Author Topic: Nomadic Budgets  (Read 8189 times)

EndlessJourney

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Re: Nomadic Budgets
« Reply #50 on: December 05, 2017, 07:24:24 AM »
That thread was great. Would love to hear about anyone travelling in Mexico or central/south America.

I don't believe in precise budgets, but I like to divide expenses in those categories:
A- Rent
B- Everything else / necessities: food, utilities, gym, amortized clothes, furniture and electronics, insurance, medication, tools, passport fees, a few restaurants (cuz you have to), etc.
C- Fun money: expeditions, tourism, bars, dining, hotels, trips/plane, etc.

What we've found is that although we set a rough budget per day (or per week or per month):

1) our lifestyle inevitably adapted to that budget
2) over time, the average spend can and will regress towards the allocated budget

Our budget in this case is an upper limit of $40 per person per day. In Northern Alaska and Norway, this was impossible to stick to - a campsite in Norway was $30/day. In northern Alaska, gas was close to $6/gallon and the distances to travel were vast. But whatever we blew in the far north (or Switzerland or Singapore), we made back in places like El Salvador, Cuba, Thailand.

Even in expensive places, we adapted - staying in a hostel or camping in the most highest COL areas. Eating lots of groceries and also spending less time in HCOL. Then in LCOL areas, we recouped the costs or if we'd done especially well, we lived like kings for awhile. Eat out a bit more often. If we needed to plan for an upcoming expense, maybe we'd stay in a hostel for a while so the money saved will afford us a cruise in the Galapagos Islands, or a ticket to attend a MotoGP race...

If you're tracking the spending, you can always course-correct and alter your lifestyle to fit the budget.

In many ways, the budget question seems to be like the arguments around 4% SWR. Some people treat that number like it's gospel: "You have to withdraw 4%. Nothing more, nothing less."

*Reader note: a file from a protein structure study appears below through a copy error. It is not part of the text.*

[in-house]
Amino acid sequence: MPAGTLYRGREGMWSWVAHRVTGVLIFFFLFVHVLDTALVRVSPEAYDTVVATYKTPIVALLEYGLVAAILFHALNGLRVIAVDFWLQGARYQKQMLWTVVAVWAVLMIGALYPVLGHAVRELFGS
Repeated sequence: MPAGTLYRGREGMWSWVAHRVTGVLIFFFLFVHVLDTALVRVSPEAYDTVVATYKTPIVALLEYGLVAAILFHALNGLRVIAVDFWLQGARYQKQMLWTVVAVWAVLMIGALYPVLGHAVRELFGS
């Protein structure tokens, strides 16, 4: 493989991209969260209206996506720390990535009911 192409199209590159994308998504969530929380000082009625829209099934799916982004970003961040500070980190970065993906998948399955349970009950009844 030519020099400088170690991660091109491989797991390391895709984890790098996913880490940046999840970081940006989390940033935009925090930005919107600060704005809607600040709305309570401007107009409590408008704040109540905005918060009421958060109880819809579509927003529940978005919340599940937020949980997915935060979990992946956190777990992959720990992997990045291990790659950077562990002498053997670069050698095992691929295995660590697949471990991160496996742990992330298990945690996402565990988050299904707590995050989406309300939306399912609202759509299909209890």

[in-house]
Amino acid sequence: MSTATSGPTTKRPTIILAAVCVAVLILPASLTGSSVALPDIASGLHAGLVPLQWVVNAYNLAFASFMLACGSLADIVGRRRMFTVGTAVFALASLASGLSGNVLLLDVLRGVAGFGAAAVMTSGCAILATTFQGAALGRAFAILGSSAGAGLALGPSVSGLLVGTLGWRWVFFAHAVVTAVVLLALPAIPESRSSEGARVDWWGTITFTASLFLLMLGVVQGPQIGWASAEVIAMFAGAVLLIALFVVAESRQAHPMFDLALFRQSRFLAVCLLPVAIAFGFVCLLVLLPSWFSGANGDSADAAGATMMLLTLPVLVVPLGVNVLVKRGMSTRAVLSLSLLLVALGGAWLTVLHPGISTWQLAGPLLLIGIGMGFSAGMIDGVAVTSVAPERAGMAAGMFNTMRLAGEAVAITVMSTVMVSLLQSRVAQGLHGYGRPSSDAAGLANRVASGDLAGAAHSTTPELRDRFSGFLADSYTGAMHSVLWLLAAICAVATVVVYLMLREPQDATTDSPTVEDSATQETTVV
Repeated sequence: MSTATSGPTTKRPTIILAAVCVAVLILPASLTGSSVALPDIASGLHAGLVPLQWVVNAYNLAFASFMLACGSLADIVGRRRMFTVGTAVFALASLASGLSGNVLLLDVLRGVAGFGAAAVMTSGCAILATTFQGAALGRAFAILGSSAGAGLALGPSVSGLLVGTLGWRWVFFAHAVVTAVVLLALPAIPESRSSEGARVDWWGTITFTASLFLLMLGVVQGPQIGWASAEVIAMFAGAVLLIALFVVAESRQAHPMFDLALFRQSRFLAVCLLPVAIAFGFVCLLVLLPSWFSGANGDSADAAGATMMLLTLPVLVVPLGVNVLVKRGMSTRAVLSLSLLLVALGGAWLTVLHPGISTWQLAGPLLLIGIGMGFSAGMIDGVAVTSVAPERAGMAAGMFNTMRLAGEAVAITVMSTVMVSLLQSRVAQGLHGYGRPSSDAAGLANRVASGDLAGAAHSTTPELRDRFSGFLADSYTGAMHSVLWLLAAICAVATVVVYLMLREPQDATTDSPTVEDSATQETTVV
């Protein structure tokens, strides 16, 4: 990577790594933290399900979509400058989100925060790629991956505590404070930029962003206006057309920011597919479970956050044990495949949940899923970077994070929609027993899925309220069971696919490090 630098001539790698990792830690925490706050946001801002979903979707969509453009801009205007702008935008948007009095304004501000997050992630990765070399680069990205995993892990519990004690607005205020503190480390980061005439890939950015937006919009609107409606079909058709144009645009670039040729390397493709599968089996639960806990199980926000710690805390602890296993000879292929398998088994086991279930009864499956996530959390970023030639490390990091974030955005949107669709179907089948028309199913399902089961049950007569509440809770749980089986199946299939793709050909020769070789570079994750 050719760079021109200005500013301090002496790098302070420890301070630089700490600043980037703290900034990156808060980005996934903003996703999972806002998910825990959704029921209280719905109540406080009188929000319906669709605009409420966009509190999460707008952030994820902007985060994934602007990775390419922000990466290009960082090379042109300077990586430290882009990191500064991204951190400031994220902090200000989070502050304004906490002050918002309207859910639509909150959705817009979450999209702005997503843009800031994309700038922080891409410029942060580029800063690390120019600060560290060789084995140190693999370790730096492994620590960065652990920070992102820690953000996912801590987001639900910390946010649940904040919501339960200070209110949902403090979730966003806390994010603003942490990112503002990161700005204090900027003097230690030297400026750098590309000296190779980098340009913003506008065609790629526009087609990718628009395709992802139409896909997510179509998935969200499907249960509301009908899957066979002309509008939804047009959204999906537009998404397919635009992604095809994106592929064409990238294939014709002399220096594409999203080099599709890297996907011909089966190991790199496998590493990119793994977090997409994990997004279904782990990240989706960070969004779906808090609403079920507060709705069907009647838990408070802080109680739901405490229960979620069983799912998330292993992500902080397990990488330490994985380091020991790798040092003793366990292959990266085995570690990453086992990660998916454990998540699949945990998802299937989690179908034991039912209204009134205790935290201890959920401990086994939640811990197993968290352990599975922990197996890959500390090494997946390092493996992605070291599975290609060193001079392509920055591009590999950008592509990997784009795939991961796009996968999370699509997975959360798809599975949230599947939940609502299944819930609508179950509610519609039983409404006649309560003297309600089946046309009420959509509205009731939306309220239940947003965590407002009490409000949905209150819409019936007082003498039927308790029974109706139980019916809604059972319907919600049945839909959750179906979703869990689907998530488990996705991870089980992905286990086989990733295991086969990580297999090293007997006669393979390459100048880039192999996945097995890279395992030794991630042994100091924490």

The reality is that nothing is ever set in stone. You don't have to spend the entire daily budget every day (just like you don't have to take out 4% SWR), and the flip-side is that if you do over-spend, you can always tighten your belt and claw it back at a later time.

I wouldn't let the budget control you too much. Barring catastrophic circumstances, you can always control the spend by altering your lifestyle. It depends on your willingness to balance out your comfort and the desire to see those far away, exotic places.
« Last Edit: December 05, 2017, 02:23:51 PM by EndlessJourney »
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Hirondelle

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Re: Nomadic Budgets
« Reply #51 on: December 05, 2017, 10:19:41 AM »
EndlessJourney; I love your mindset and flexibility to adapt to the different areas you travel and think about it, without letting it control you too much.

Loved the photos and stories too btw :)

vine

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Re: Nomadic Budgets
« Reply #52 on: January 04, 2018, 12:26:18 AM »